AMERICA WON'T WIN TILL IT READS MORE And instead it's reading less. Yet reading is strongly connected to communicating, thinking, imagining -- the skills any country will need to compete globally.
By Stratford P. Sherman REPORTER ASSOCIATE Laurie Kretchmar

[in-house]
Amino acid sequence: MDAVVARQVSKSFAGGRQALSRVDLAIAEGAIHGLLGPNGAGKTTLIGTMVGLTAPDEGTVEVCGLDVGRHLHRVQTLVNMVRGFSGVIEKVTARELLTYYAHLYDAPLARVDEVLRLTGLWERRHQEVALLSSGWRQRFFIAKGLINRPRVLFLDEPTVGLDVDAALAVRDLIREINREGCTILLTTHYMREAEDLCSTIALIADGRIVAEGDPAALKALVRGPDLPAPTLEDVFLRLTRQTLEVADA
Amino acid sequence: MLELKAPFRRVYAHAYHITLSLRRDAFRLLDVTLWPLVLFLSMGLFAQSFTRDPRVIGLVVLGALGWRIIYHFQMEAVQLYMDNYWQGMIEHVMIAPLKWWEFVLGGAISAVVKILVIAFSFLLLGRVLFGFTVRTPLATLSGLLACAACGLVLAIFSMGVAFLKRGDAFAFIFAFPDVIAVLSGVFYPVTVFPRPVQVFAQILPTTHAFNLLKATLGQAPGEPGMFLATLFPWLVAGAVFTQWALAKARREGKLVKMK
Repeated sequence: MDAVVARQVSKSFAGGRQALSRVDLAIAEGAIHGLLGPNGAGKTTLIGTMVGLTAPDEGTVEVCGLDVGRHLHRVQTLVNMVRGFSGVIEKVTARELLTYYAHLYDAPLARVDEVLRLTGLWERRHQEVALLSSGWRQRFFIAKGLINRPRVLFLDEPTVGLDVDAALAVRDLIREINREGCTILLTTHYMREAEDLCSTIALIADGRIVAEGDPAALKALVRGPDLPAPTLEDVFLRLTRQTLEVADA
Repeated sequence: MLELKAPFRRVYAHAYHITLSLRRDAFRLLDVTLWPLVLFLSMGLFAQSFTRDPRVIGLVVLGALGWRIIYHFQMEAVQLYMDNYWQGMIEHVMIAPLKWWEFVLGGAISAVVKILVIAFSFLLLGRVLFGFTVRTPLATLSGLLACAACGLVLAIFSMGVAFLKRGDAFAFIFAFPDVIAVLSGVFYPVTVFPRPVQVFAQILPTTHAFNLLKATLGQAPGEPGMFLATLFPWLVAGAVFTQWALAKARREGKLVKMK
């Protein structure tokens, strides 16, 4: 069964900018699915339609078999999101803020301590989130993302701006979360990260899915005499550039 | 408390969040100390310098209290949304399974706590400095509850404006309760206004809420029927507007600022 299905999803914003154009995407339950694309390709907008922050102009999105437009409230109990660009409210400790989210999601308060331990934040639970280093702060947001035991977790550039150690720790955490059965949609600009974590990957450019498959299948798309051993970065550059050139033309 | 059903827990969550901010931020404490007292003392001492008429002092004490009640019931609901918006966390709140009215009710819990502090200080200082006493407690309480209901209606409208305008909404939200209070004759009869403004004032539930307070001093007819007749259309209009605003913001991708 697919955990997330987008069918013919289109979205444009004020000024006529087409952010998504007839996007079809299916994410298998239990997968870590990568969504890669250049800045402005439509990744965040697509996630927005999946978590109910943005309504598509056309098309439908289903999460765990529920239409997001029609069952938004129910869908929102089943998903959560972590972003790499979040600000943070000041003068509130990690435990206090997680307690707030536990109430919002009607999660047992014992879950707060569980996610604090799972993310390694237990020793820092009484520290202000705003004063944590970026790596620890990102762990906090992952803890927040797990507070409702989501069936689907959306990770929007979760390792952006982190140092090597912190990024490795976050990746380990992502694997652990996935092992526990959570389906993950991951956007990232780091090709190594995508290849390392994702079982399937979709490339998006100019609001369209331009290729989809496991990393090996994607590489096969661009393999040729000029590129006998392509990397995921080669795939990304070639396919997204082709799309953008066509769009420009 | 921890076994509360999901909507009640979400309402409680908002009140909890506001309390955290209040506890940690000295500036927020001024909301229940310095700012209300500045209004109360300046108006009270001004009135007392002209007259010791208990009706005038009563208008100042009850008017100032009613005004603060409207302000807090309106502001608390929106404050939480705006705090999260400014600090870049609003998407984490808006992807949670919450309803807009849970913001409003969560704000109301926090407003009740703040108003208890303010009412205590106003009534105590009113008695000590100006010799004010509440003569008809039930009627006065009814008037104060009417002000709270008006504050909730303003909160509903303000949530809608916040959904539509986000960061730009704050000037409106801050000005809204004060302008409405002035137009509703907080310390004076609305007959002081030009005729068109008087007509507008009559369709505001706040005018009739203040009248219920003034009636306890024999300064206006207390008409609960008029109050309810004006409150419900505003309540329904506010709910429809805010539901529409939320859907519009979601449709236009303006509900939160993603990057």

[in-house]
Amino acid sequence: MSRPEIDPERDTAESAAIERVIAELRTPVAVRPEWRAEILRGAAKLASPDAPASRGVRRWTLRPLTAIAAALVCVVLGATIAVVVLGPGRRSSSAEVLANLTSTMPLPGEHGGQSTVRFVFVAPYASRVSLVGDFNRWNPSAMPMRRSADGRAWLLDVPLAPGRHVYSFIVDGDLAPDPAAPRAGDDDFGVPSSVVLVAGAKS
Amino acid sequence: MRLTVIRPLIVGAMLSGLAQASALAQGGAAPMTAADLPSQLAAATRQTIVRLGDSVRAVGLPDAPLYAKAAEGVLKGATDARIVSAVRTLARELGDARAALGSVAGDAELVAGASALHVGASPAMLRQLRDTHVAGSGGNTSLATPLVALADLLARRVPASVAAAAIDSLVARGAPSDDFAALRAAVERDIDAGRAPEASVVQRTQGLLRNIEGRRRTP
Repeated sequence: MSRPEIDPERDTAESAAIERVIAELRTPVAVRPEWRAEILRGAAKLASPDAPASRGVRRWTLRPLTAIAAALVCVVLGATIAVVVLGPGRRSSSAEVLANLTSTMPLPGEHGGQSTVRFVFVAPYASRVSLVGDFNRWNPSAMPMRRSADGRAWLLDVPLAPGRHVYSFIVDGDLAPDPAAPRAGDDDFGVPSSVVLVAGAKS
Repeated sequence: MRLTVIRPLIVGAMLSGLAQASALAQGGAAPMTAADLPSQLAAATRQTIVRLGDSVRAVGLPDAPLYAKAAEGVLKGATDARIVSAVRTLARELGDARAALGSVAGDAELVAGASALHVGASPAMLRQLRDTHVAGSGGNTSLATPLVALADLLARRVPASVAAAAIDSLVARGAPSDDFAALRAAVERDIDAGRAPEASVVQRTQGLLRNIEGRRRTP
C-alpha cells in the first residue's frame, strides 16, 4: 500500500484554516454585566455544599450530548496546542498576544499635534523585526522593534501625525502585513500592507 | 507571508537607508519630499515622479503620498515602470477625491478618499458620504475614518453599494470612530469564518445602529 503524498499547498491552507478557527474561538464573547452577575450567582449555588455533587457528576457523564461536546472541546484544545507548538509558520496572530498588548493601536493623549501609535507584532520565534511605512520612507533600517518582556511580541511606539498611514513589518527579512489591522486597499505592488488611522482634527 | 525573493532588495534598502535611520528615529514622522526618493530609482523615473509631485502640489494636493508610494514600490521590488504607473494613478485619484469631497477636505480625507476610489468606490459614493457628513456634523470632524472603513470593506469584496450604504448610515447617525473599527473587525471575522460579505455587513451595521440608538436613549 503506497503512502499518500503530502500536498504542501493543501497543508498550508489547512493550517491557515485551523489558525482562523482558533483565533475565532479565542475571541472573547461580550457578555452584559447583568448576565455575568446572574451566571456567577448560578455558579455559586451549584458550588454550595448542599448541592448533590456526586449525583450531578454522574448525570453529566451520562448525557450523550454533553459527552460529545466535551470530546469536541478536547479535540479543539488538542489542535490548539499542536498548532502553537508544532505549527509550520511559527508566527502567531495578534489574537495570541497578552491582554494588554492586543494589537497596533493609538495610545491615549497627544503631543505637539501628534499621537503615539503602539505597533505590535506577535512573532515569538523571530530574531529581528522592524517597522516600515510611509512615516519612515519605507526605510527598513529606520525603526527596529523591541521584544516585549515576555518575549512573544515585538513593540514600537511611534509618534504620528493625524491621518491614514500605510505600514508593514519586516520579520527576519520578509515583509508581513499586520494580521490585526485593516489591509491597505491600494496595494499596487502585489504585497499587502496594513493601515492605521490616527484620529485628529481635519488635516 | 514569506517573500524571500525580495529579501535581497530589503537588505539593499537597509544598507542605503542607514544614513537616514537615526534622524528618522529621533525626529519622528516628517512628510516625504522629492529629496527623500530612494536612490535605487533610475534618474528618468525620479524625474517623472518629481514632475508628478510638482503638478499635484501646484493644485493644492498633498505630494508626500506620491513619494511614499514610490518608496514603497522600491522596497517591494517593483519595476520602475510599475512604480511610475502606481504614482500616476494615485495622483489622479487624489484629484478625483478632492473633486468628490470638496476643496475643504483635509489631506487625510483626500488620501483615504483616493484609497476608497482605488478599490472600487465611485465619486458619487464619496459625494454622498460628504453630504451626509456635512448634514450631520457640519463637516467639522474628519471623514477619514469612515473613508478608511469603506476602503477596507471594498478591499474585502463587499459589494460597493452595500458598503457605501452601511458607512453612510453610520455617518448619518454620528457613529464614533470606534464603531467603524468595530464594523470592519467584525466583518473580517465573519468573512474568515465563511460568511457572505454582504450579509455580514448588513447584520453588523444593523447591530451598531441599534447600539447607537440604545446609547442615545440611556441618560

(FORTUNE Magazine) – IF YOU CAN understand this article, odds are you read at the level of a college freshman or better. In the U.S., which has produced more high school dropouts than college grads, that aptitude pushes you well outside the mainstream of society. This fact should worry you -- for while the statistics on basic literacy look encouraging, they mask trends that, left to continue, will steadily corrode American competitiveness. Once defined as the ability merely to sign one's name, basic literacy now implies at least a fourth-grade education, enough, say, to read a McDonald's menu. About 90% of U.S. adults have reached such a level, according to the Education Department. Yet experts on international competition think this is far from good enough if the U.S. wants to prosper in an information-based global economy. Work tasks in coming years will be more complex, not less, and understanding them will require better reading skills. Perhaps more worrisome is that Americans who can read, don't. The buzzword is ''aliteracy.'' Beckoned by countless alternatives -- notably work and TV -- Americans seem ever less willing to devote their time and attention to page after page of silent black type. John P. Robinson, a sociology professor at the University of Maryland, has collected some of the best available data on how people spend their time, and his surveys show that the average adult American reads just 24 minutes a day. That represents a one-quarter decline since 1965. Newspaper sales per household have been plunging for years, and today roughly half of American adults almost never read books or magazines. Leonard Riggio, CEO of Barnes & Noble, the largest U.S. book retailer, guesses that half the books his customers buy -- some as gifts, some perhaps just for display -- go unread. This phenomenon has spread even among the highly educated. Ask yourself how many books you've read recently. Now that we have our MTV -- and our VCR and Nintendo and Walkman -- the prospect of plowing through a book doesn't seem as easy as it did in simpler times. Consider Robert Lichter, 43, a Harvard Ph.D. who runs the nonprofit Center for Media and Public Affairs, which analyzes the content of television news broadcasts. Says he: ''Now, when I come home tired from a long day, I turn on the TV instead of picking up a book. It's easier.'' % Ain't that the truth. SHOULD ANYONE CARE? After all, people get information from television, radio, videocassettes, and audio tapes. Workers can learn their jobs by attending a class or putting a tape in the VCR. Computer databases give you more facts than you'll ever need, and CNN tells you what's happening in the world. Who needs to read? The answer is everyone who hopes to be productive or successful. Reading turns out to be strongly connected to many of the most important skills in business -- among them speech and writing, the primary forms of human communication. Management experts say that communicating often and clearly with workers will be among every manager's key skills in coming years, while in an interconnected world, skillful communication outside one's company becomes steadily more important. Yet just as these trends take hold, many managers are becoming worse communicators. If you doubt it, a look at the standard of memo writing around your shop will probably persuade you. Reading transcends the mere transmission of information: It fosters an imaginative dialogue between the text and the reader's mind that actually helps people think. Monsanto CEO Richard Mahoney, a devoted reader, regards reading skill as essential for success: ''People who read more seem to have that marvelous ability to see linkages between unrelated events. That's the most important quality an executive can have.'' Research backs up Mahoney's point: In general, the higher a person's reading skills, the higher his professional achievement. Many media compete with print; none can replace it. No other information technology packs as much data into as few widely comprehensible symbols as the written word. None is so portable or so suited to self-pacing by users. Nor can any other medium economically distribute the depth and breadth of instantly usable information that print does. A publisher can turn a profit on a book that sells just 10,000 copies, whereas films, TV shows, and even most computer databases require much larger audiences. Through a short chain of causality, America's aliteracy could lead to declining competitiveness vs. other nations. A study by the National Center on Education and the Economy -- a nonprofit policy analysis group chaired by Ira Magaziner, a brilliant, woolly-haired consultant to such corporations as GE -- argues persuasively that the skills of U.S. workers are and may continue to be well matched to the available jobs. According to the report, that's because 95% of American companies still cling to turn-of-the-century methods of organizing work that do not require highly skilled workers. Demand for janitors, salesclerks, and bolt tighteners hasn't abated. Magaziner's report says that American business can compete successfully in world markets in either of two ways. It can pay workers lower wages than prevail abroad, or reorganize in ways that enable workers to produce more. Reorganizing, the more attractive choice, requires changes that most managers can recite by heart: eliminating layers in the organization and pushing authority down into the hands of front-line workers. But giving workers more power and responsibility is another way of saying that they'll be thinking, judging, and deciding more. Magaziner worries that workers who don't read well, and therefore don't think well, may not be able to handle the added responsibility. And the less they read, the worse their chances grow. Many large companies know they've got a problem and are trying to address it. Motorola is preparing to invest $5 million in teaching production workers basic skills such as reading. Since 1982, Ford Motor has sent some 32,000 workers through a skills program that includes reading. Of course every problem is someone's opportunity: Simon & Schuster foresees a $500-million-a- year market selling remedial reading and other basic skills programs to corporations. Practically no one disputes the surest way to produce skillful readers. Educators and informed students of education -- such as the Committee for Economic Development, sponsored by 200 blue-chip corporations, including Procter & Gamble and Ford -- agree that aptitude for reading depends largely on the foundation parents provide their children. Most crucial: reading aloud to preschoolers and setting an example of adult reading at home. Even a spokesman for the National Association of Broadcasters acknowledges that ''the biggest predictor of scholastic success is the time parents spend reading to their children.'' By that criterion, the outlook is not bright. While no one has reliable figures on time spent reading aloud, it's clear that harried Americans aren't spending much time on their kids. More than two-thirds of mothers of school- age children work. Having showered, worked, eaten, and watched three to four hours of TV each day, the typical American mother devotes less than an hour and a half a day to child care; fathers spend less than half an hour, according to the University of Maryland's Robinson. Quality time, perhaps, but what about reading Goodnight Moon to dear little Kimberly and Max? BLAMING TV is easy -- and in large part justified. Since 1980, when the two- TV household became the norm, that second set has assumed a growing role in child care. John MacDonald, an Assistant Secretary of Education, points out that ''children are spending more time in front of the television set than in school.'' Daniel Burke, CEO of Capital Cities/ABC, concedes that much of kids' TV is junk. His analysis is depressing: ''Television's capacity to enthrall and distract children has probably been helpful to parents in the short run but destructive to children's tendencies to read and imagine.'' Despite the ascendancy of moving images and recorded sound in American life, the printed word will likely remain for centuries the foremost repository of mankind's accumulated knowledge -- not just a database but also a vessel for history and culture and all the lessons wrung from thousands of years of human experience. If Americans increasingly disregard it, the effects may touch our ability to think and imagine at all levels, from the mundane to the largest and most sweeping. As the philosopher Ludwig Wittgenstein said, the limits of our language are the limits of our world. If so, our world could someday collapse like matter into a black hole. Brad Leithauser, a poet and novelist, argues that Americans who don't read once popular fiction by Jane Austen or Charles Dickens -- and who don't engage their minds as such books require -- are losing patience even with the widely enjoyed black and white movies of just 30 years ago. Reason: Black and white requires the viewer to imagine too much. Yes, inadequate reading skills are hurting U.S. business right now. But unless Americans start reading more, they may someday lose their ability to imagine much of anything for themselves -- including a world different from the one they see on the screen.